We recently worked with a client who was using treemaps in many of their visuals and the client questioned whether there was a more effective way to visualize their data. Today’s post illustrates some pros and cons of using treemaps, plus possible alternatives.
Treemaps are increasingly being included in most data visualization tools (including the latest Excel 2016 version, grouped under “Hierarchy charts”). The treemap was originally designed to visualize a very large amount of data in a hierarchical, tree-structured diagram where the size of the rectangles organized from largest to smallest. Color is used to encode a second dimension. Today, they’re often used generally for categorical data. For further reading on treemaps, check out these posts from Jeffrey Shaffer and Robert Kosara.
appropriate use cases for treemaps
Treemaps can work well if your data falls into this scenario:
- You want to visualize a part-to-whole relationship amongst a large number of categories.
- Precise comparisons between categories is not important.
- The data is hierarchical.
Steve Wexler provides a nice example of why a treemap was more effective than a bar chart when visualizing the Electoral College votes from the 2012 election in this post.
the challenge with treemaps
While treemaps may seem like a sexy choice for visualizing data, they’re often used when another chart type would serve the data better. The limitation is that when we’re encoding data with area and intensity of color, our eyes aren’t great a detecting relatively minor differences in either of these dimensions. If our data is such that our audience needs to make precise comparisons between categories, it’s even more cumbersome when the categories aren’t aligned to a common baseline. We should never make our audience do more work than necessary to understand a graph!
Bottom line: treemaps do have a use case —however consider reaching for something else when your audience needs to be able to make specific comparisons. Andy Kriebel provides a great litmus test for the effectiveness of a treemap in this this post: if it takes longer than 2 seconds to compare categories, go with a simpler design.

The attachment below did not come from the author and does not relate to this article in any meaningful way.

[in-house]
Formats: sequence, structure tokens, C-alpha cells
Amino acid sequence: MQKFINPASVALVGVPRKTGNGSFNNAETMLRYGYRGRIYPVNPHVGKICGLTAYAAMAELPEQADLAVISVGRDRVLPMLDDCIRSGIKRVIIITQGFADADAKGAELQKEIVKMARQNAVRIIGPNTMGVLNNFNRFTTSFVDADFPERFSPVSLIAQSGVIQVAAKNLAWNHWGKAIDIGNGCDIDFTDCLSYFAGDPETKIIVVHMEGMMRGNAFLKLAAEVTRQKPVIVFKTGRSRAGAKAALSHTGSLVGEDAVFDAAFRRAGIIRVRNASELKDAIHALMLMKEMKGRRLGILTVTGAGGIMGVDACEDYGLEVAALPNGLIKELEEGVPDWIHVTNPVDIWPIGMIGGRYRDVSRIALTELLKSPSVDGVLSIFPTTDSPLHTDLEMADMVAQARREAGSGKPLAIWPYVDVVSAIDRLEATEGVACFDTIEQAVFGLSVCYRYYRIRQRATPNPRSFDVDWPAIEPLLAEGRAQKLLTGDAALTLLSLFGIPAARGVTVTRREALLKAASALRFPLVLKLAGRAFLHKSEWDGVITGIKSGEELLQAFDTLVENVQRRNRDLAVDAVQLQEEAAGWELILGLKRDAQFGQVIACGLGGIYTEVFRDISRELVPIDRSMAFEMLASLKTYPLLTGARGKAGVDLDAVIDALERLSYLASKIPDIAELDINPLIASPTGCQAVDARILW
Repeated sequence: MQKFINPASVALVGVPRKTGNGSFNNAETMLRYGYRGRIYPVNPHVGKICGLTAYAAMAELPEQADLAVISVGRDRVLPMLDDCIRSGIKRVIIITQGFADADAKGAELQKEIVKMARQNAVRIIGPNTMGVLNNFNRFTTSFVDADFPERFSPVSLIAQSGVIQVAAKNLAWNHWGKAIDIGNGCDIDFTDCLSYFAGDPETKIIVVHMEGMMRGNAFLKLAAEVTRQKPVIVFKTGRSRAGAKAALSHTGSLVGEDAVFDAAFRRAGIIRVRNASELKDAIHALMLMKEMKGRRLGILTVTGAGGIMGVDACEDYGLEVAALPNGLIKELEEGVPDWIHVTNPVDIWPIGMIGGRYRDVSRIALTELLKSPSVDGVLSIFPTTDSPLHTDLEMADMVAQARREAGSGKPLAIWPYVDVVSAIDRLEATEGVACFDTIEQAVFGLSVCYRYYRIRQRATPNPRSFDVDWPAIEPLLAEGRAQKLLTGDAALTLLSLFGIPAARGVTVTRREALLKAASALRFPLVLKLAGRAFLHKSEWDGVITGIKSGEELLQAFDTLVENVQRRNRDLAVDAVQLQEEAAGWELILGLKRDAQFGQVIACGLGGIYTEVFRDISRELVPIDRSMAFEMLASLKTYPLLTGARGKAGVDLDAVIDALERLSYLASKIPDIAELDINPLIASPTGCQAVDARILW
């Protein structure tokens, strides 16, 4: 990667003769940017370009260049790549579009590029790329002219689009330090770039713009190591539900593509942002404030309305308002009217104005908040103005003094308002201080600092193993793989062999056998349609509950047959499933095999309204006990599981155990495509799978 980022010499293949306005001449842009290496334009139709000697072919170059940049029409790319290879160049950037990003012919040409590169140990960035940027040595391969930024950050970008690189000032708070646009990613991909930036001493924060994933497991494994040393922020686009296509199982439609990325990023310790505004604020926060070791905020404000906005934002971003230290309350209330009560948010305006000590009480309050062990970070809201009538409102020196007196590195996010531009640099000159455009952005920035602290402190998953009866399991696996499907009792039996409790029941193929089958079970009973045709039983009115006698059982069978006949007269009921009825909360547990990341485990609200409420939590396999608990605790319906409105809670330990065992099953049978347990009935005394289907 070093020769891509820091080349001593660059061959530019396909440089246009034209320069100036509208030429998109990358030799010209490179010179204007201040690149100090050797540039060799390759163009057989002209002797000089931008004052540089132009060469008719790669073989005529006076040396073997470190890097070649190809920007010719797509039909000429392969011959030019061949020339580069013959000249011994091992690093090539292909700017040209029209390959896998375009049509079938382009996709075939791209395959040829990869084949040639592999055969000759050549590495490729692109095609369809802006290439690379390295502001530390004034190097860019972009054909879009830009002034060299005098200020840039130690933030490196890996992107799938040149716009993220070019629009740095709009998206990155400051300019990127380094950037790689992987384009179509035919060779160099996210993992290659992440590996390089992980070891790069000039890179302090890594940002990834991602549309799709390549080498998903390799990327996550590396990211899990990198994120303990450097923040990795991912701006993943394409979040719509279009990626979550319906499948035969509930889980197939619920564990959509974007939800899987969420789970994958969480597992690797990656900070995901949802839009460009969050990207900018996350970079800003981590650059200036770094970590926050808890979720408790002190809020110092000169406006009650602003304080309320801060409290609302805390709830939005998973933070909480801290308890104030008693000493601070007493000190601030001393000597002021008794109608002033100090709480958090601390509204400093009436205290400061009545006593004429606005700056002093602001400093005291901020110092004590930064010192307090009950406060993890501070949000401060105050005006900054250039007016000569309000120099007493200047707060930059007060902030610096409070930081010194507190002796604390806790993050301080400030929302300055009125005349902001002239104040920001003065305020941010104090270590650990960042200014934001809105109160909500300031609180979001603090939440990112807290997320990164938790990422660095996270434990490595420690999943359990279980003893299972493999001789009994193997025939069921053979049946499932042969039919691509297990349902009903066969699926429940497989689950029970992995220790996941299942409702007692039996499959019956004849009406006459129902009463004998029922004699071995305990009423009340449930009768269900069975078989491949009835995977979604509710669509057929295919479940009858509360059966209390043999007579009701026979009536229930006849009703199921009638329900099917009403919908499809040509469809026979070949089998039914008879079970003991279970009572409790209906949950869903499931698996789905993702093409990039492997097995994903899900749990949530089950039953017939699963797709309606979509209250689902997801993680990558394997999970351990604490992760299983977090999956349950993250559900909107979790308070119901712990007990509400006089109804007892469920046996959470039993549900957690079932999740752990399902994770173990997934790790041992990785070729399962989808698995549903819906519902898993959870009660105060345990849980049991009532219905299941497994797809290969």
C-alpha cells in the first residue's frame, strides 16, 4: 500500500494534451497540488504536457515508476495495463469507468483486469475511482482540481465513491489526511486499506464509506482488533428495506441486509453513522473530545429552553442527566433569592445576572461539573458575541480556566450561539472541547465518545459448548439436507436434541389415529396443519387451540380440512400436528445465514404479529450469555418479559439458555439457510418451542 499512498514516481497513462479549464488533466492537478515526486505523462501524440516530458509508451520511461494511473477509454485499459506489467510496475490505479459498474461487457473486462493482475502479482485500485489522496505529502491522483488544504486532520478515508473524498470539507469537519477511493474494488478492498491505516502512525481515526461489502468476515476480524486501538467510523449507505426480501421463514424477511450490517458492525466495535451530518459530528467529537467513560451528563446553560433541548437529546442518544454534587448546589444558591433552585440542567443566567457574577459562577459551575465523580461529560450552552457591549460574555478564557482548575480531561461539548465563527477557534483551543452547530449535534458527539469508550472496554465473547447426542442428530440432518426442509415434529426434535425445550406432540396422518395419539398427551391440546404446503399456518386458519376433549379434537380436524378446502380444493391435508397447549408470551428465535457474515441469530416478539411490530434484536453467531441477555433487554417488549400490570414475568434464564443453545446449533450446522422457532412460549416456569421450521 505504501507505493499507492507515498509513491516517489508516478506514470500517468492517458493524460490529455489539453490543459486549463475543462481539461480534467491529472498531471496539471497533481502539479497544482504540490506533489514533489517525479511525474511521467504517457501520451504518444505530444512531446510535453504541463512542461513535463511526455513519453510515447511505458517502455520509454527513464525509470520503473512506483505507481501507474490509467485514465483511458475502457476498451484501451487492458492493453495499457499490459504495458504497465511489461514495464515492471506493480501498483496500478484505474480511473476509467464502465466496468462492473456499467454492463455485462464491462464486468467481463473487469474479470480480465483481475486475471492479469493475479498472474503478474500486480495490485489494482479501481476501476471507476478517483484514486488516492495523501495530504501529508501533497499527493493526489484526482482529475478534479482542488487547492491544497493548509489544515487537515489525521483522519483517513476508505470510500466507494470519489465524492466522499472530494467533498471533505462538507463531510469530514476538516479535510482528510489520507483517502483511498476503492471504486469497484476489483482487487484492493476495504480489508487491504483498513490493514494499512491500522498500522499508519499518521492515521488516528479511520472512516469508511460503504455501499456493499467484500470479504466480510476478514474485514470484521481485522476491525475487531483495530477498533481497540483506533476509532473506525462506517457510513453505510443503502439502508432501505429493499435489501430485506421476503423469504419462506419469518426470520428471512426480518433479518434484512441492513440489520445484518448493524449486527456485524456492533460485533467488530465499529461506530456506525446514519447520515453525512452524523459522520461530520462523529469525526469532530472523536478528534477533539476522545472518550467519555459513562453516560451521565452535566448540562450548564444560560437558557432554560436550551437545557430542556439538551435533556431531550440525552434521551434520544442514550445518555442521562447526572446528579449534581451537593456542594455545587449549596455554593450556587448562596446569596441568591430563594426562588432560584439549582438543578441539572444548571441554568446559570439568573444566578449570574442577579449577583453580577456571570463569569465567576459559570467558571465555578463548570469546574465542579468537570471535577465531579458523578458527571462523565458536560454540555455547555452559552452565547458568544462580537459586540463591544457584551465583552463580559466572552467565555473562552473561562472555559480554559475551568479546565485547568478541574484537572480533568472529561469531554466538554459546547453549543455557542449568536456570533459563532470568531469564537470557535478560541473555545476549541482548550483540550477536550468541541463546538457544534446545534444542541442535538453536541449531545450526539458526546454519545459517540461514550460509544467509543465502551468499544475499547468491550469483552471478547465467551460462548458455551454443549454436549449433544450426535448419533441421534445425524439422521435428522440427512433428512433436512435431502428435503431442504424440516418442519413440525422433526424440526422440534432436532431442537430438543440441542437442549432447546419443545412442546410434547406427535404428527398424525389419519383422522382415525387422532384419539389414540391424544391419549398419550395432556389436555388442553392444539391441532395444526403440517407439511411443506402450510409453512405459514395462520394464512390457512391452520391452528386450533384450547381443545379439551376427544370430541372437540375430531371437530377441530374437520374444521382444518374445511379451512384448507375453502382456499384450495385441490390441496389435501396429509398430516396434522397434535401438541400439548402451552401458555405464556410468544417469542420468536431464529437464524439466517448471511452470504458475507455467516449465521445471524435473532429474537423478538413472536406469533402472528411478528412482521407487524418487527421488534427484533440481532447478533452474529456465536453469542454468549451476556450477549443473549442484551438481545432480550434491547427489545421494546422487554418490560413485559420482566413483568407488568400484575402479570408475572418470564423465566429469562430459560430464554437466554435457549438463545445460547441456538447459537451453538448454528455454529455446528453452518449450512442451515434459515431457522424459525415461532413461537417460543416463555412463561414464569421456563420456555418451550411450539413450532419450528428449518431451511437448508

a real-world makeover
Back to our client: their treemap looked similar to the one below (I’ve anonymized the data to protect confidentiality). The intent was to compare returns activity (measured by volume of dollars claimed and number of returns) for their customer base where % of returns is encoded by the size of the rectangles while % of dollars is encoded by color - both in differences in hue and intensity.
I can make a few general conclusions from this visual: three customers (A, B, and C) are roughly half of the return activity (visually estimated based on the size of the rectangles) and these same three are also pretty drastically different in terms of dollars claimed (judged by the intensity of color—although without a color legend it’s difficult to discern much more than that).
I’d argue that this visual might work well in an exploratory phase of analysis, where the analyst is sorting through the data to find what might be interesting to stakeholders. However, it doesn’t work so well when communicating what’s interesting in this data.
What if I asked you which are the top 10 customers by dollars claimed? Or what’s the exact difference between Customer A and B’s % of returns? We can see how easily a treemap breaks down when trying to make these comparisons.
One possible solution is a bar chart. Below, I’ve displayed all customers’ returns and dollars claimed horizontally. This lends itself well to comparing across categories and we can easily see that four customers comprise the majority of return activity.
When communicating this data, we can help our audience understand what’s important by focusing only on the top four customers. This condensed view could lend itself well to a discussion towards action on these top four customers.
To address the remaining customers, I could provide the entire bar chart for additional detail if the audience needs it. I might also choose to add the other customers with a footnote (as shown) or group them into an “All other” category. The decision point here would be determined by the level of detail my audience needs.
Taking this a step further, we can introduce color strategically as visual cue, paired with some explanatory text, to prompt our audience to act on what this data may suggest.
For an additional example, Stephen Few provides a similar bar chart solution in this before & after post.
For a deeper look at the graphs, you can download the accompanying Excel file. What do you think? Are there situations where you’ve seen a treemap more effective than an alternate solution? Leave a comment with your thoughts!